Clinical diagnosis of brain death: Prerequisites and criteria (UpToDate – login required.)
Clinical or neuroimaging evidence of an acute central nervous system (CNS) catastrophe (eg, traumatic brain injury, subarachnoid hemorrhage) Exclusion of complicating medical conditions that may confound clinical assessment (no severe electrolyte, acid-base, endocrine, or circulatory [ie, shock] disturbance) No drug intoxication or poisoning, including any sedative drug administered in hospital, which may confound the clinical assessment Core temperature >36°C (97°F) Systolic blood pressure >100 mmHg; vasopressors may be required
Coma Absent brain-originating motor response, including response to pain stimulus above the neck or other brain-originating movements (eg, seizures, decerebrate or decorticate posturing) Absent pupillary light reflex; pupils are midposition (3.5 to 4 mm) Absent corneal reflexes Absent oculocephalic (doll’s eyes) and oculovestibular reflexes (caloric responses) Absent jaw jerk Absent gag reflex Absent cough with tracheal suctioning Absent sucking or rooting reflexes (in neonates) Apnea as demonstrated by apnea test
At least 6 hours; longer time periods recommended in children and for certain conditions such as after cardiac arrest
Visceral and somatic hypersensitivity are present in some patients with functional gastrointestinal disorders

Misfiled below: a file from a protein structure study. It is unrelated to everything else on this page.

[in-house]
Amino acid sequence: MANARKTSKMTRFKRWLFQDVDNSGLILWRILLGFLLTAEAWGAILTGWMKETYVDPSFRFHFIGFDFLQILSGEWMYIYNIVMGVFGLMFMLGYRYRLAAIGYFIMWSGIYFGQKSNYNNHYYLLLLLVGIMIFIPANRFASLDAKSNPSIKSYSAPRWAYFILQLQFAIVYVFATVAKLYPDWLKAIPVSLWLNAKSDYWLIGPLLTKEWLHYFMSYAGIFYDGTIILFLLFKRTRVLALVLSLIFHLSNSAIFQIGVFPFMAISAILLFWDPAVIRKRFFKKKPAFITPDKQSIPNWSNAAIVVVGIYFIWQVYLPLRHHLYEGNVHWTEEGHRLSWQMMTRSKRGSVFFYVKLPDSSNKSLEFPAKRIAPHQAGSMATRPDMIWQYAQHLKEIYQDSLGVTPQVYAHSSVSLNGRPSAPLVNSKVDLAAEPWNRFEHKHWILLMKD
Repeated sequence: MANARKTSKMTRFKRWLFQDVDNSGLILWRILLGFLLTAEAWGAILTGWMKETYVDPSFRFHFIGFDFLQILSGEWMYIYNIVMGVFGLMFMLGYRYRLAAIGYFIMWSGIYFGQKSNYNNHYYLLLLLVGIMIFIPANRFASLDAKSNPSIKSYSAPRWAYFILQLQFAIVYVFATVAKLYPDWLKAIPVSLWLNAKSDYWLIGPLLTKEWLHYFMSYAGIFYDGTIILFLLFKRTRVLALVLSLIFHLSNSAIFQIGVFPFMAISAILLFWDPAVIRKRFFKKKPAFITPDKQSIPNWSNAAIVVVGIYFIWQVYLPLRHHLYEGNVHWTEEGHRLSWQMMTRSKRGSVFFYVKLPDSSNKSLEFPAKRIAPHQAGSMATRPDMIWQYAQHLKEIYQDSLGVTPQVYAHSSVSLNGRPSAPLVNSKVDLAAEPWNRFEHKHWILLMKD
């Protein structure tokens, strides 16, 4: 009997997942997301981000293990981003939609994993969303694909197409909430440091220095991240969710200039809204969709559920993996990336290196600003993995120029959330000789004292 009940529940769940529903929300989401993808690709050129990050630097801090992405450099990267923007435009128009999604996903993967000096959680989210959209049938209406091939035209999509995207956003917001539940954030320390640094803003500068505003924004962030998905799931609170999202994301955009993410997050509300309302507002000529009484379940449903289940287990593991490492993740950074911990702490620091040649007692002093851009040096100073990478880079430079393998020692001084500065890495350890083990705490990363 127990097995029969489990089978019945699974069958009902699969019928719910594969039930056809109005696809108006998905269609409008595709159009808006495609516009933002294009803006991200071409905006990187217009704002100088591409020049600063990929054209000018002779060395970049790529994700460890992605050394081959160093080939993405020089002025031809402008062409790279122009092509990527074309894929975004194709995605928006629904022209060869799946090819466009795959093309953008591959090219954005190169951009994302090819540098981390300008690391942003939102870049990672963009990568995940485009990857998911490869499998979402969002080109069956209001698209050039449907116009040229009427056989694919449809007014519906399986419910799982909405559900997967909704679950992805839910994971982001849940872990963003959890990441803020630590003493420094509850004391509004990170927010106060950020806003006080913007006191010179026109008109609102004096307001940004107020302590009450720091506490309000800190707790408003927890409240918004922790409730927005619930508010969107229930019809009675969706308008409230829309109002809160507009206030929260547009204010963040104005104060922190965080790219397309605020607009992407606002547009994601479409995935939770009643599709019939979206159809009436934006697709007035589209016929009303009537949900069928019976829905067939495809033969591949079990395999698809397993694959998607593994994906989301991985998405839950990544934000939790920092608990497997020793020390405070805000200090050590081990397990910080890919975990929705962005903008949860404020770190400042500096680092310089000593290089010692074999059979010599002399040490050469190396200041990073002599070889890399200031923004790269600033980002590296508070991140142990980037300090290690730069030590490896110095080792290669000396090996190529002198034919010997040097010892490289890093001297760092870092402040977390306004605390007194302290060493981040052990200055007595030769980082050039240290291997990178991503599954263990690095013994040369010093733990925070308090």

Injury to visceral afferents is the most common underlying cause of visceral hypersensitivity that is maintained by either peripheral and/or central nervous system mechanisms
Animal models of hypersensitivity have been used to examine the neural mechanisms of hypersensitivity following inflammatory injury, such as alterations in the N-methyl, D-aspartate receptor, dorsal horn neurons or c-Fos
Increased intestinal permeability might lead to hypersensitivity and abdominal pain in patients with functional gastrointestinal disorders
Functional gastrointestinal disorders are similar to other chronic pain disorders in which persistent nociceptive mechanisms are activated
Results: In total, 206 patients were administered 259 courses of cefepime, with an overall CIN incidence of 6% (16/259 courses). A total of 64 courses had a cefepime trough concentration measured (24.7%). A cefepime trough concentration of 36 mg/L provided the best differentiation between patients who experienced neurotoxicity and those who did not. No other patient covariates were identified to be significantly associated with neurotoxicity occurring.
Conclusions: A cefepime trough plasma concentration ≥36 mg/L appears to be the most sensitive and specific cut-off to predict CIN occurring. No patient factors were associated with the development of CIN when accounting for cefepime trough plasma concentrations.